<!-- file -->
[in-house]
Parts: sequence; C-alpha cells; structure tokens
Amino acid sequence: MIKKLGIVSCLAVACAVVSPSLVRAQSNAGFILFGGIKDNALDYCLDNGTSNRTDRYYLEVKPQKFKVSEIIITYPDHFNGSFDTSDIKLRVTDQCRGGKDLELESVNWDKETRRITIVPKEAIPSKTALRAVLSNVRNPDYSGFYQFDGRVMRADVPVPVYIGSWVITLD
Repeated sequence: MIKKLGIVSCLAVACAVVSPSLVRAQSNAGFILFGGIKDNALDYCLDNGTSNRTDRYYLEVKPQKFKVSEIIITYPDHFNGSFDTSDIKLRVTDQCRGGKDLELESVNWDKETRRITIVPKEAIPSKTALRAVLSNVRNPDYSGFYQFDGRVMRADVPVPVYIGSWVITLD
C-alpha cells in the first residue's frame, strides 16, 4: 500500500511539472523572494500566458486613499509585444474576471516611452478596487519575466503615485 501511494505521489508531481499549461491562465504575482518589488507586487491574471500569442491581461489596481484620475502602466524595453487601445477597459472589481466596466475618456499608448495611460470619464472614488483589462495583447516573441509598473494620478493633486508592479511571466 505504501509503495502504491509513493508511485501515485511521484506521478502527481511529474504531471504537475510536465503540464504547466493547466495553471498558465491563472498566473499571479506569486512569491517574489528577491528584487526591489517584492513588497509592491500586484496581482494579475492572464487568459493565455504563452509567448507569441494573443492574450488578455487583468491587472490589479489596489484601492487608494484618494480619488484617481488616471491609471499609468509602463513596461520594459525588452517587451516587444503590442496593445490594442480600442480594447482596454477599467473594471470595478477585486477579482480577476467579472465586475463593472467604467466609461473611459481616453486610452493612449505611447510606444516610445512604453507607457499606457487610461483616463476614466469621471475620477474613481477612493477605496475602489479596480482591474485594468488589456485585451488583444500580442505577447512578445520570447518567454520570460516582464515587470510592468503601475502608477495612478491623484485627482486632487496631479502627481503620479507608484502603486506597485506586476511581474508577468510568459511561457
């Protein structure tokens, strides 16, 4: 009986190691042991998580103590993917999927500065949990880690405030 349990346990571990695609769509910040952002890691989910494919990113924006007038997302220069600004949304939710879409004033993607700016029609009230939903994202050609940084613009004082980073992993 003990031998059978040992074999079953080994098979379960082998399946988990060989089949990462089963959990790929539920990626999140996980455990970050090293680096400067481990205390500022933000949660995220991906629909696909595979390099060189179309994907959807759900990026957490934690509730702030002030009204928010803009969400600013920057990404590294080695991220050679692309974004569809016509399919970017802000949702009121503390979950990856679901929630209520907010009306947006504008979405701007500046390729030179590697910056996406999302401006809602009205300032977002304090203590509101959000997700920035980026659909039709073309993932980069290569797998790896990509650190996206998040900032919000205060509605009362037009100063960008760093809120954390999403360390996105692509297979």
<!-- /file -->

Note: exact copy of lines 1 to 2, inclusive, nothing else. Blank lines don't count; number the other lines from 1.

[in-house]
Parts: sequence; C-alpha cells; structure tokens